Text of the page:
Moving on to the arts and humanities. This past academic year we had the pleasure of seeing Tony Leach perform as the Penn State Laureate. He carried out his duties with his usual style, creativity and incredible talent. Now I’m very pleased to announce that this year’s Penn State Laureate will continue the tradition of the last two years, while bringing her unique voice to the position.
The 2010-2011 Penn State Laureate is Robin Becker, professor of English and women’s studies. Robin is a renowned poet and has published six collections of poems. Her work has been praised as “a stunning achievement,” and the Library Journal commented that “Becker builds solid, well-crafted poems out of everyday materials, thereby capturing life as it is lived.”
Robin earned a B.A. and M.A. from Boston University and taught for 17 years at the Massachusetts Institute of Technology. Robin is currently out of town, but there will be other opportunities to meet her throughout the year.
Since our last meeting, Penn State won another NCAA championship – this time in fencing. This is the team’s 12th championship, the fifth national title in the decade. The team has flourished under the direction of Coach Kaidanov, one of the winningest coaches in collegiate fencing history. Emick has coached our men for 28 seasons and our women for 25 – his winning percentage is 93 percent.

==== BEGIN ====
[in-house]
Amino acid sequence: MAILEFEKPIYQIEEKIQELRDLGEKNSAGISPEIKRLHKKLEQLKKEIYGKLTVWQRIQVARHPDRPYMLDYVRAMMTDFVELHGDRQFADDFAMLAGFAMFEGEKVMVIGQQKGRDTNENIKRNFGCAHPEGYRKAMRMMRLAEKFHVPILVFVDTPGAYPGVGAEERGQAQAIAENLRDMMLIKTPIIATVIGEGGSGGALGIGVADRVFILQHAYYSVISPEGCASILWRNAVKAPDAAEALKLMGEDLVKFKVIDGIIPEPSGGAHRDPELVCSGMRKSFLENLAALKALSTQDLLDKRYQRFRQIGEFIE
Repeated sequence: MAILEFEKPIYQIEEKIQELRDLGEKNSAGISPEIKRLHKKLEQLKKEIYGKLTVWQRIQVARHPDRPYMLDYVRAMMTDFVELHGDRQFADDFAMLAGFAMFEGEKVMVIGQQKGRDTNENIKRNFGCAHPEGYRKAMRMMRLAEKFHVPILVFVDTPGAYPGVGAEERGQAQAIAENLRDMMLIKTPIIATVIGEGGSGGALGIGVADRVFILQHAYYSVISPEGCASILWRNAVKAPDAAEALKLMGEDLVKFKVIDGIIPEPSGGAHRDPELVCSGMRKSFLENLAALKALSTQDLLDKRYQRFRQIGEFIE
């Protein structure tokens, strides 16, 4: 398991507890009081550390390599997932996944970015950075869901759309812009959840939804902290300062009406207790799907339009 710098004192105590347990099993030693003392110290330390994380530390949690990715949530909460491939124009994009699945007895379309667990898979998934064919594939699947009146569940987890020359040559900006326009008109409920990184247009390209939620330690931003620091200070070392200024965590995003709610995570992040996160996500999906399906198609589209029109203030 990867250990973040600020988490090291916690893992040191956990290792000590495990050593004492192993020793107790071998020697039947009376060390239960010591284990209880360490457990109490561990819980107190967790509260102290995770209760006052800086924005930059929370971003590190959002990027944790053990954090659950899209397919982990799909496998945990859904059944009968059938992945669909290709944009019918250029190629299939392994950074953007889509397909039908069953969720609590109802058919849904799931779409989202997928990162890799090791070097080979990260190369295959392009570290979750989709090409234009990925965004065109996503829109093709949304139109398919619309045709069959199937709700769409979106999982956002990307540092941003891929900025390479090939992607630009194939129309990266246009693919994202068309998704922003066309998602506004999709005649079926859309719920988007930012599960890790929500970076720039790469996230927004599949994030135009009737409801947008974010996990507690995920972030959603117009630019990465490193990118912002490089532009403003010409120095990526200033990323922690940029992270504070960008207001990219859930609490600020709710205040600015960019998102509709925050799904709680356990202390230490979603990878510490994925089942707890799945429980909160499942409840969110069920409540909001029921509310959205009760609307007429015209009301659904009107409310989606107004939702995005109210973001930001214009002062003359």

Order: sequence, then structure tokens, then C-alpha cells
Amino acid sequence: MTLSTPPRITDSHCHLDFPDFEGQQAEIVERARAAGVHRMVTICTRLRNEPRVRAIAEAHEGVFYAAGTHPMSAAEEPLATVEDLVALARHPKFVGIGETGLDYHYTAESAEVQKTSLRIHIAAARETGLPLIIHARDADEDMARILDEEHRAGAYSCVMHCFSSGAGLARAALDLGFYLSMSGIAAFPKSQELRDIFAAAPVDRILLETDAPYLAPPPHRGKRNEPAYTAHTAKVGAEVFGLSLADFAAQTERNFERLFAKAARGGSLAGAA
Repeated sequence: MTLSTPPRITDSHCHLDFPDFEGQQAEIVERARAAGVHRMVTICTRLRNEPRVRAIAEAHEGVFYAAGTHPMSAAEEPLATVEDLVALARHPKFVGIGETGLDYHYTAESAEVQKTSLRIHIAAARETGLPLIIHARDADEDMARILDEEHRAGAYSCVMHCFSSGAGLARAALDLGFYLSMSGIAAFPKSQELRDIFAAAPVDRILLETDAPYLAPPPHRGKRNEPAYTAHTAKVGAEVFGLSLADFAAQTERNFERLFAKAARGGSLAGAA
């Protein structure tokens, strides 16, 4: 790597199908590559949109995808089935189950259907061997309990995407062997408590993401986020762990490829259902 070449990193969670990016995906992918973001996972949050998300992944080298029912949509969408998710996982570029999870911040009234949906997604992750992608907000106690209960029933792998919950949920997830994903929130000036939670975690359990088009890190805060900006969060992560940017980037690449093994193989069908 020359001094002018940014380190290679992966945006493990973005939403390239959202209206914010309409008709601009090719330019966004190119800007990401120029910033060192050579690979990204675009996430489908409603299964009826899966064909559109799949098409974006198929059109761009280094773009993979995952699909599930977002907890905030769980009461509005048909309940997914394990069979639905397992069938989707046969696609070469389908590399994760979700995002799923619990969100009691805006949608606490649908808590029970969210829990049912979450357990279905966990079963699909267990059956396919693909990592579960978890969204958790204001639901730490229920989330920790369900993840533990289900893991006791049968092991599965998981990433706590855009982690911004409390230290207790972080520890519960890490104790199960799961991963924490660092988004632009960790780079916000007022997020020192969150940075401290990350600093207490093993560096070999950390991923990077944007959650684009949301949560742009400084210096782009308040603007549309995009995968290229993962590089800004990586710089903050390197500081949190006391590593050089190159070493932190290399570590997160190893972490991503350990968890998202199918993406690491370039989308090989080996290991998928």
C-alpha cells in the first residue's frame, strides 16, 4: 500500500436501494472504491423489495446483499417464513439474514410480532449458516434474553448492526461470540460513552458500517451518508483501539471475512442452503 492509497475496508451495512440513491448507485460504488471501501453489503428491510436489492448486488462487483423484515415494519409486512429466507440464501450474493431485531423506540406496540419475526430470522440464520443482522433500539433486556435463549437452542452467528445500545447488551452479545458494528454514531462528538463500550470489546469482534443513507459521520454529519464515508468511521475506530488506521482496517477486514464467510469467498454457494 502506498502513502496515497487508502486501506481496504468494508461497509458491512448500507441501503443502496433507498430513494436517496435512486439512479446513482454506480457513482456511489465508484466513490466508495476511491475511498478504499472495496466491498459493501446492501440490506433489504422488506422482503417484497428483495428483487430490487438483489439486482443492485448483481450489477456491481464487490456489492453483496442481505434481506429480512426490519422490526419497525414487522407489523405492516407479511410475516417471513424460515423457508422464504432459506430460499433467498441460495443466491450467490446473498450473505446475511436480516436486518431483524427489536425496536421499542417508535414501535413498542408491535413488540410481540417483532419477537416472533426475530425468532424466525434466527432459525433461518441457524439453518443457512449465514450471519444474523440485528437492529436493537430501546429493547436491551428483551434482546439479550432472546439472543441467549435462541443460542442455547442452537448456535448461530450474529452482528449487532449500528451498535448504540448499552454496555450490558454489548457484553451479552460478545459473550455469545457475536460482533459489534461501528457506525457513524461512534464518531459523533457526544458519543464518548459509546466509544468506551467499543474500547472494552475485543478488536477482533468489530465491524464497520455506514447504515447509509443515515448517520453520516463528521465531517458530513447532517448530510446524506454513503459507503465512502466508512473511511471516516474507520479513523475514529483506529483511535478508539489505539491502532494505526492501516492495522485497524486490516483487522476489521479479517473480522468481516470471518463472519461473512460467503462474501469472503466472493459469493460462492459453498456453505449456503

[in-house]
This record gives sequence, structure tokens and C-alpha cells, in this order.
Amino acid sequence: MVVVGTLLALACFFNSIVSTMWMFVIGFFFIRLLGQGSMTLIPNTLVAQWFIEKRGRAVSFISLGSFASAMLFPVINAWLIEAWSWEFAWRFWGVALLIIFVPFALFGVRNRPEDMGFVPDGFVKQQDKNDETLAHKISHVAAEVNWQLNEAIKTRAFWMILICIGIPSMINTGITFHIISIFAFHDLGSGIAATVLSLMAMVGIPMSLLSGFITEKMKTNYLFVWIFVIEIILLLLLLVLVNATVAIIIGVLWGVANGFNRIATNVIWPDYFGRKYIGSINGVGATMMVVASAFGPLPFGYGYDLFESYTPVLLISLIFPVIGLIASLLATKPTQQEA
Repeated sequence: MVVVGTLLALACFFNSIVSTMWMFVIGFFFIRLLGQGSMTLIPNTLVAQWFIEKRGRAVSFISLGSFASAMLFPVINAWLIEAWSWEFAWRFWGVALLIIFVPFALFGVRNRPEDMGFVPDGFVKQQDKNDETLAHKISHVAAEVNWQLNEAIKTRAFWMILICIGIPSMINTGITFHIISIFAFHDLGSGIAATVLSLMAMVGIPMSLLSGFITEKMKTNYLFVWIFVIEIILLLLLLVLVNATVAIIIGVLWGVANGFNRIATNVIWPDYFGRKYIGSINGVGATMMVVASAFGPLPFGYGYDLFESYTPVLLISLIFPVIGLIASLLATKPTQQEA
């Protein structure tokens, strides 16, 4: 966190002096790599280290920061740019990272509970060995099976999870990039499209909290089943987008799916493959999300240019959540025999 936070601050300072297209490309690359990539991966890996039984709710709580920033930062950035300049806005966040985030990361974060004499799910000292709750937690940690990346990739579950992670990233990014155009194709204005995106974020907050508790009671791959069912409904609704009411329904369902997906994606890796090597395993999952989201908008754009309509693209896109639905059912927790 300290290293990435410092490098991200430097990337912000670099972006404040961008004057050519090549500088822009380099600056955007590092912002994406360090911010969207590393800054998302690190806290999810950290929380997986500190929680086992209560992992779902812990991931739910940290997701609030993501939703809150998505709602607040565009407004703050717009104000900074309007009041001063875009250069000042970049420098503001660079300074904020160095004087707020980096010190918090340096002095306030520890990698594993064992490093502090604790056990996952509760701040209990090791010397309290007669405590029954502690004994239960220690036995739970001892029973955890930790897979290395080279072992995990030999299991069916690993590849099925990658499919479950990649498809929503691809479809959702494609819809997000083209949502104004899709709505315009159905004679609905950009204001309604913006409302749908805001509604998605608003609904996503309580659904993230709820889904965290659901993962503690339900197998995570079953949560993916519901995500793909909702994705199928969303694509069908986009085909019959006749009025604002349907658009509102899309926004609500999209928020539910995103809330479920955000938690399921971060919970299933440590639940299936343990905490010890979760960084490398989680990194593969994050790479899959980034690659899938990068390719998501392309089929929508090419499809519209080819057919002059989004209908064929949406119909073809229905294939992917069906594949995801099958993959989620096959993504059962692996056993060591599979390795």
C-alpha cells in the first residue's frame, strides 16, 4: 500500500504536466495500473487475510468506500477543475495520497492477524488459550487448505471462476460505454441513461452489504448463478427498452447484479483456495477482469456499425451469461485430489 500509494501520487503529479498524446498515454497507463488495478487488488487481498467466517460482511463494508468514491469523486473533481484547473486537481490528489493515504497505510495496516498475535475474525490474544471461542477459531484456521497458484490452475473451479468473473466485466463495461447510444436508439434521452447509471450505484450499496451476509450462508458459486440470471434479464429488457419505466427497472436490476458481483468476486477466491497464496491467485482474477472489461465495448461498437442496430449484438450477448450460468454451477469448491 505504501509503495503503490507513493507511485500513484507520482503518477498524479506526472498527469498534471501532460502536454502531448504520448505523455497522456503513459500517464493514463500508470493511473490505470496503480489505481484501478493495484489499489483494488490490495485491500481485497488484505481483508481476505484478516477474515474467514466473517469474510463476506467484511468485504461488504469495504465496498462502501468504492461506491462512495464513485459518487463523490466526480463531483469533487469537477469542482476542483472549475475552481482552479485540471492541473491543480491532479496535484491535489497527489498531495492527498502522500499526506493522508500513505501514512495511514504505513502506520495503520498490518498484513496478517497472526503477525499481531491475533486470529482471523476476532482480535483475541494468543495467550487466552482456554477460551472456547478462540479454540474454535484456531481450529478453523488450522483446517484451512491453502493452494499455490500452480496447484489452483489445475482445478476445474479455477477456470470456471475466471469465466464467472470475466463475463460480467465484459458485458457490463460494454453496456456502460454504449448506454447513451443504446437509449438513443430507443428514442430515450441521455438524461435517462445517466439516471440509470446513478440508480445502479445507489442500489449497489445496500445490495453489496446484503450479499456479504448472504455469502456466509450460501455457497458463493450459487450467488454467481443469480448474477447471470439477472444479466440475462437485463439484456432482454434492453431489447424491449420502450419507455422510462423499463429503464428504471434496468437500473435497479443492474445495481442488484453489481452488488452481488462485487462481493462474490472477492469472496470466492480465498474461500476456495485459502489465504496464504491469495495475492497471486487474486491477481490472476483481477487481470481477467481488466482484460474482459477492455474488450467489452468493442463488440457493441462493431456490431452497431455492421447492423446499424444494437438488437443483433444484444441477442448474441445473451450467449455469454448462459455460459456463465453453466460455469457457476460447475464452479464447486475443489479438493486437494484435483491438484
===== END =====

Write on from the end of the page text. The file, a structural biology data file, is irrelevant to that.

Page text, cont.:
He has coached one four-time NCAA Champion, eight Olympians and 185 All-Americans, including nine last year. We are very fortunate to have Emick and some of the fencers with us today. Please join me in recognizing them. Thank you.
The Penn State Women’s Rugby team proved itself to be a national powerhouse this spring. The women played Stanford for the national championship and won a decisive 24-7 victory. This gives the Penn State women’s rugby team its sixth national championship and first back-to-back titles in program history.
The men’s Rugby Team at Penn State Berks also joined the winner’s circle this spring. Penn State Berks won the Division 3 National Collegiate Championship in a dramatic victory after fending off a strong last-minute attack by Keene State. The national championship is the first for any Penn State Berks sports team.
The Men’s Volleyball team also fought hard this spring, going from a No. 12 ranking to reach the NCAA national championship finals in Stanford last weekend. The Lions fell to Stanford in three sets, but the team played well against an experienced opponent. Coach Mark Pavlik is already talking about next year’s comeback, so keep your eye on this program.